Diet as a Treatment for Multiple Sclerosis

A Web MD Feature Article written by R. Morgan Griffen entitled “MS and Your Diet: Is There a link?” discusses three dietary approaches that people have promoted to treat MS.

The italicized information is taken directly from the article

Gluten-free diet. Cutting out gluten is popular. But there’s no evidence it helps people with MS, says Allen C. Bowling, MD, PhD, medical director of the Multiple Sclerosis Service at the Colorado Neurological Institute and author of Complementary and Alternative Medicine and Multiple Sclerosis.

Swank diet. This diet, developed over 60 years ago, has very low levels of saturated fats. Though some studies have shown promise, none has shown a convincing benefit, Bowling says. “I don’t think the Swank diet is harmful, but it’s hard to stick to,” he says.

Wahls diet. This diet emphasizes fruits and vegetables — 9 cups a day – but no studies have shown a clear result.  Bowling believes its emphasis on certain nutrients leads some followers to “use high doses of many supplements.” He cautions that the safety of such high doses has not been proven. Discuss any supplements you’re taking with your doctor, even if the products are natural.

The only diet that that has shown any promise is the diet that was developed by Dr. Roy Swank from the University of Oregon.  Dr. Swank’s patients who did well for decades, may take issue with Dr. Bowling’s assertion that the diet was hard to stick to.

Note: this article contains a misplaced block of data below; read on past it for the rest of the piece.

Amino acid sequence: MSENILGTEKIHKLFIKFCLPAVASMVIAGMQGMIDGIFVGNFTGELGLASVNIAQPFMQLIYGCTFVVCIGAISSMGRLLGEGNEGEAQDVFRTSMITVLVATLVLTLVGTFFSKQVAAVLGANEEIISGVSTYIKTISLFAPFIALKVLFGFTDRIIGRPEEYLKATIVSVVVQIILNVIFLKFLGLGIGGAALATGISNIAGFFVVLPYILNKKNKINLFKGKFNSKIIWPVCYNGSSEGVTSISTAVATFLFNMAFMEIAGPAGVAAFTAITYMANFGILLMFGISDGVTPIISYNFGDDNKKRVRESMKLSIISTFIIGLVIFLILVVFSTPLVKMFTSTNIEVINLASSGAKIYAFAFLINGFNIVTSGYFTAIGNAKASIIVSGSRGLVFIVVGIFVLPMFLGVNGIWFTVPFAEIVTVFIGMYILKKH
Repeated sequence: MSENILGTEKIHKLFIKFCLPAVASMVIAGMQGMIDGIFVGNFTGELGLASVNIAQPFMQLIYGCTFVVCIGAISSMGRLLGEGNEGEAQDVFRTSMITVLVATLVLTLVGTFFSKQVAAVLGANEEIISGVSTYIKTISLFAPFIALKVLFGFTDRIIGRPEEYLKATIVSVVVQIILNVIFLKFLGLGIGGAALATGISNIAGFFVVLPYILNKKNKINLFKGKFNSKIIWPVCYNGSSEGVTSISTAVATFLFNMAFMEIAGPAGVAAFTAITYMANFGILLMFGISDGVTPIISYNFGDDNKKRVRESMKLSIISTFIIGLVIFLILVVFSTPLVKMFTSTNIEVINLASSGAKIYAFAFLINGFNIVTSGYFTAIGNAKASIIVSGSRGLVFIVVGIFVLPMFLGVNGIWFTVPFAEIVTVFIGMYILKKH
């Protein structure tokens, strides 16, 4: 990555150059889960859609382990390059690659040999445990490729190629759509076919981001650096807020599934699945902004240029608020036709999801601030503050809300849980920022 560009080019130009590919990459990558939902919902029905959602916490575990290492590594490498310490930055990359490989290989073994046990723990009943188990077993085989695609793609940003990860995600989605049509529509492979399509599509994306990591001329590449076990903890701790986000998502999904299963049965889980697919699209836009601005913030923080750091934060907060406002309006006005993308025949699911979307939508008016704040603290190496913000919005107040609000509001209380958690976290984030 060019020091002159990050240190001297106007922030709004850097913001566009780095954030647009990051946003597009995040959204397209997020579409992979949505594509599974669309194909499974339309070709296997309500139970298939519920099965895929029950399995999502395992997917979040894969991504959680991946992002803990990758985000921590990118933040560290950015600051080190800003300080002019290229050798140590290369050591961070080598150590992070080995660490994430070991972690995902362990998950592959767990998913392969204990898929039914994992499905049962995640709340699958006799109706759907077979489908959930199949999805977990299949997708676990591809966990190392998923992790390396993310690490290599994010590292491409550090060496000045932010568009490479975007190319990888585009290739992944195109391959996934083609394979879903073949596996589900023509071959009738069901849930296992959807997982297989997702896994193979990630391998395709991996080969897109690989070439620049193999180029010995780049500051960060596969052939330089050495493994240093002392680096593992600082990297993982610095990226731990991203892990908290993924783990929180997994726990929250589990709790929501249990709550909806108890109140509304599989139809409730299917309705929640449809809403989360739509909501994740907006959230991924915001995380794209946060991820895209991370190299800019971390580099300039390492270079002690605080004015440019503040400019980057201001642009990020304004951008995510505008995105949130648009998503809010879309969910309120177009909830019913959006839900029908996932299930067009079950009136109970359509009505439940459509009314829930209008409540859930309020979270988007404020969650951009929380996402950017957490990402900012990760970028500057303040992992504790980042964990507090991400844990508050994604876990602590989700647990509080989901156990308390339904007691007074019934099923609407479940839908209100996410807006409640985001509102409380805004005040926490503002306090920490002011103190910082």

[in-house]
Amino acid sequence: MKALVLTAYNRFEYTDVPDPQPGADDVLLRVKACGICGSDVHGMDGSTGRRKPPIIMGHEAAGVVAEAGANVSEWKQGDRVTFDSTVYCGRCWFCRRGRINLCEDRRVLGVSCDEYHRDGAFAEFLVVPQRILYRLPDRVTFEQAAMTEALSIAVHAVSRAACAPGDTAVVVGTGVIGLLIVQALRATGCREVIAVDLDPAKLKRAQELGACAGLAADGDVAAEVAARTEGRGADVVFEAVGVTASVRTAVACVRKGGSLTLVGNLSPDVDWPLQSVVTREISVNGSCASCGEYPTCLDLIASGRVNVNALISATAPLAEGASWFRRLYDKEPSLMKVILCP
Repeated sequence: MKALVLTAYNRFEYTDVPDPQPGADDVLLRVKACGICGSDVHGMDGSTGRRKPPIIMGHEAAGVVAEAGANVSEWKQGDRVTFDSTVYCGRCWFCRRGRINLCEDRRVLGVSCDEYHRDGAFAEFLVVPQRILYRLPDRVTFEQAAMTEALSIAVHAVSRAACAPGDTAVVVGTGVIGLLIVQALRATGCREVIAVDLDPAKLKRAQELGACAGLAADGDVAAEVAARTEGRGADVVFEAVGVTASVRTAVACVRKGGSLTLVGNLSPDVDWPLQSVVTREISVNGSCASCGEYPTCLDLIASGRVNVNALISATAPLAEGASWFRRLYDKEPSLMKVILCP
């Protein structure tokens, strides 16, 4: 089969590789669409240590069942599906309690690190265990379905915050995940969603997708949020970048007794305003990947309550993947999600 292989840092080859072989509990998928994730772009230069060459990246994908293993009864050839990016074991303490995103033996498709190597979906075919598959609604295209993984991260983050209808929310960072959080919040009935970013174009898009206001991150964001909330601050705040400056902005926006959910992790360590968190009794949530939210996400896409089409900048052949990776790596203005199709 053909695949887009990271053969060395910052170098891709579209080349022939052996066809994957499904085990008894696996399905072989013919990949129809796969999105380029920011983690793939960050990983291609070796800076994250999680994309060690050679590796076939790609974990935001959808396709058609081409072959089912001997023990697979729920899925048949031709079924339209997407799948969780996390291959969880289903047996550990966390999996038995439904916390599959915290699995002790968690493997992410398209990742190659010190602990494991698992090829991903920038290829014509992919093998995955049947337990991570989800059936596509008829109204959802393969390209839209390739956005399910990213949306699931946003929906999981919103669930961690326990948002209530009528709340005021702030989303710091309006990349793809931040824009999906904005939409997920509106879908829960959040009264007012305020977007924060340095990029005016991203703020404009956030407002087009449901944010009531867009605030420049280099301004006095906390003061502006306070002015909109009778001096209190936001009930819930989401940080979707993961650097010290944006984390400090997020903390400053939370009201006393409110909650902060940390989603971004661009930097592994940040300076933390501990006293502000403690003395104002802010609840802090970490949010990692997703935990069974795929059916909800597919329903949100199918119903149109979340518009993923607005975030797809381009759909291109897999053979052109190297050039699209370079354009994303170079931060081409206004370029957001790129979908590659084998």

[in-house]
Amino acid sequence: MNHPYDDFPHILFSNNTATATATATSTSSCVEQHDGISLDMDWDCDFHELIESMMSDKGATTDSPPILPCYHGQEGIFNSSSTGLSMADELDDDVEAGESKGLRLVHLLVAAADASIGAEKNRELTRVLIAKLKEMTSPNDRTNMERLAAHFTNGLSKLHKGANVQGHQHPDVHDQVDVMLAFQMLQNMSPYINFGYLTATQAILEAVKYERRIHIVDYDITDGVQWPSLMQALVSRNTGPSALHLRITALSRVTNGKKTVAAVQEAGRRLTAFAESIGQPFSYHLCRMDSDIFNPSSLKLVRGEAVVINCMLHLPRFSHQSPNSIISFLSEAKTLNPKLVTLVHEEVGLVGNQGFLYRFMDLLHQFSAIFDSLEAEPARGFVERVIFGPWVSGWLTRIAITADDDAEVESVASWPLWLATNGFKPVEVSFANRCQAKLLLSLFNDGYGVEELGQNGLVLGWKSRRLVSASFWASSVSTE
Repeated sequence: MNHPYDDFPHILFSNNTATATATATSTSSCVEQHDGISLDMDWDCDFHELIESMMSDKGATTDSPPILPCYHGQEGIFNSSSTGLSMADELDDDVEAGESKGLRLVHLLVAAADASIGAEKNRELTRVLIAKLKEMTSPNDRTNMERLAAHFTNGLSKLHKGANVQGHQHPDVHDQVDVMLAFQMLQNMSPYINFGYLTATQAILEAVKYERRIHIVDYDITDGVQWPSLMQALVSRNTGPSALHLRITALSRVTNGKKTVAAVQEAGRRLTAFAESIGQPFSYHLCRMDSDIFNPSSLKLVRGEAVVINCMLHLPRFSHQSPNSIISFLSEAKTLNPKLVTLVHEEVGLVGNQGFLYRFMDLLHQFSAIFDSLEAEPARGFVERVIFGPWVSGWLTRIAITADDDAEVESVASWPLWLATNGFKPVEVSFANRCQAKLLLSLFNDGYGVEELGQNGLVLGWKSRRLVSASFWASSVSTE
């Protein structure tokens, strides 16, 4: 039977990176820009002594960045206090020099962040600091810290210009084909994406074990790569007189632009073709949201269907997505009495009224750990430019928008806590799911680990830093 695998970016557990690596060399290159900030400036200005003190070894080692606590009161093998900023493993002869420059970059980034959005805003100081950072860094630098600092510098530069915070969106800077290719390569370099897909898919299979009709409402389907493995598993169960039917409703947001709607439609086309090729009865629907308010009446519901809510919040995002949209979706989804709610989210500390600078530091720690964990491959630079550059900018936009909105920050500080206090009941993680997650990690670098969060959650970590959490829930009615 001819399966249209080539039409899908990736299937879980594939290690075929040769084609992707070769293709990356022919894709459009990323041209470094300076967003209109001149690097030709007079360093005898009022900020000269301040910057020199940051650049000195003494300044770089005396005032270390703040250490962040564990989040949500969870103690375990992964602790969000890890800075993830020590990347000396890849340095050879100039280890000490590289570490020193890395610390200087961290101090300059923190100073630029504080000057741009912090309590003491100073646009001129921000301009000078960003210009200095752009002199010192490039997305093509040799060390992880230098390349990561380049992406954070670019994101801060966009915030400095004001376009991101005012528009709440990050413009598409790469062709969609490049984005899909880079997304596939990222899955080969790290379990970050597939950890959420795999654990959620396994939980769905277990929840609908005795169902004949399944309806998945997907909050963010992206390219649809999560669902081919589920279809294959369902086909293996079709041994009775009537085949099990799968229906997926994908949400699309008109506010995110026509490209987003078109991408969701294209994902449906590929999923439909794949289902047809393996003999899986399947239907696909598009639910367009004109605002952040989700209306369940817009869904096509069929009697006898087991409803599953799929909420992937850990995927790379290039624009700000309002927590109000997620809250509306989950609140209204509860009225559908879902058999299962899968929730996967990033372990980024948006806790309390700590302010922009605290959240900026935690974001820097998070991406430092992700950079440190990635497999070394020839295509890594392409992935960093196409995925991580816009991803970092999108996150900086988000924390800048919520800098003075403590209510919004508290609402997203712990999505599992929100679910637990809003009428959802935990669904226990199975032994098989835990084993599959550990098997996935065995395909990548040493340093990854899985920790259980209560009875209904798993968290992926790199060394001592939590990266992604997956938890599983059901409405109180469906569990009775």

Dr. John McDougall’s Research Foundation is working with the University of Oregon on research that builds on the work of Dr. Swank’s. 

The Swank diet is low in saturated fat and, although it is a plant strong diet, it does allow small amounts of non-fat dairy and lean meats.  During an interview years ago, Dr. Swank told Dr. McDougall  that he allowed for small amounts of low-fat animal products to make it easier for patients to comply with the diet. He did not believe the health benefit of the diet came from these foods. 

The McDougall research, which is being led by Vijayshree Yadav MD, will study the McDougall diet’s impact on MS. The McDougall diet is a low fat, whole food plant based diet.  It excludes all animal products including dairy and it also excludes added oils.

To learn more about this research, click on the following links below:

Health Central article

McDougall article

Dr. Greger video

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